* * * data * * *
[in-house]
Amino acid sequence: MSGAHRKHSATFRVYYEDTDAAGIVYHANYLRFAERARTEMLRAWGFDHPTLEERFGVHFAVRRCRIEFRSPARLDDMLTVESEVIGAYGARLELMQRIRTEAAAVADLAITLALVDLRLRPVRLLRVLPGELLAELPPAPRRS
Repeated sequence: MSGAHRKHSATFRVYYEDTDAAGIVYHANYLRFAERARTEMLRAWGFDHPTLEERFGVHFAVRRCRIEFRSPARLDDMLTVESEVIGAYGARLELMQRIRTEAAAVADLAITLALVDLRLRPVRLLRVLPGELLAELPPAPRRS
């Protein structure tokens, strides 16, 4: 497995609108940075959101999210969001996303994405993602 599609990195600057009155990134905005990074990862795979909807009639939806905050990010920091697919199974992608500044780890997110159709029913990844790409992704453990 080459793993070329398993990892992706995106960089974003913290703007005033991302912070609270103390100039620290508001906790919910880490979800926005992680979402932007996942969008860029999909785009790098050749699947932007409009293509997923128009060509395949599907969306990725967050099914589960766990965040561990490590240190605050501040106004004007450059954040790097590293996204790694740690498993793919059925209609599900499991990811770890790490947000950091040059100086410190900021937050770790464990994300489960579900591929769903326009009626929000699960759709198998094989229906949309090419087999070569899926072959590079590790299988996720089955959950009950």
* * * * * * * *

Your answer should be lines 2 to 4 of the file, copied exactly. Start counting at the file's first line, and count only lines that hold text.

Amino acid sequence: MSGAHRKHSATFRVYYEDTDAAGIVYHANYLRFAERARTEMLRAWGFDHPTLEERFGVHFAVRRCRIEFRSPARLDDMLTVESEVIGAYGARLELMQRIRTEAAAVADLAITLALVDLRLRPVRLLRVLPGELLAELPPAPRRS
Repeated sequence: MSGAHRKHSATFRVYYEDTDAAGIVYHANYLRFAERARTEMLRAWGFDHPTLEERFGVHFAVRRCRIEFRSPARLDDMLTVESEVIGAYGARLELMQRIRTEAAAVADLAITLALVDLRLRPVRLLRVLPGELLAELPPAPRRS
């Protein structure tokens, strides 16, 4: 497995609108940075959101999210969001996303994405993602 599609990195600057009155990134905005990074990862795979909807009639939806905050990010920091697919199974992608500044780890997110159709029913990844790409992704453990 080459793993070329398993990892992706995106960089974003913290703007005033991302912070609270103390100039620290508001906790919910880490979800926005992680979402932007996942969008860029999909785009790098050749699947932007409009293509997923128009060509395949599907969306990725967050099914589960766990965040561990490590240190605050501040106004004007450059954040790097590293996204790694740690498993793919059925209609599900499991990811770890790490947000950091040059100086410190900021937050770790464990994300489960579900591929769903326009009626929000699960759709198998094989229906949309090419087999070569899926072959590079590790299988996720089955959950009950």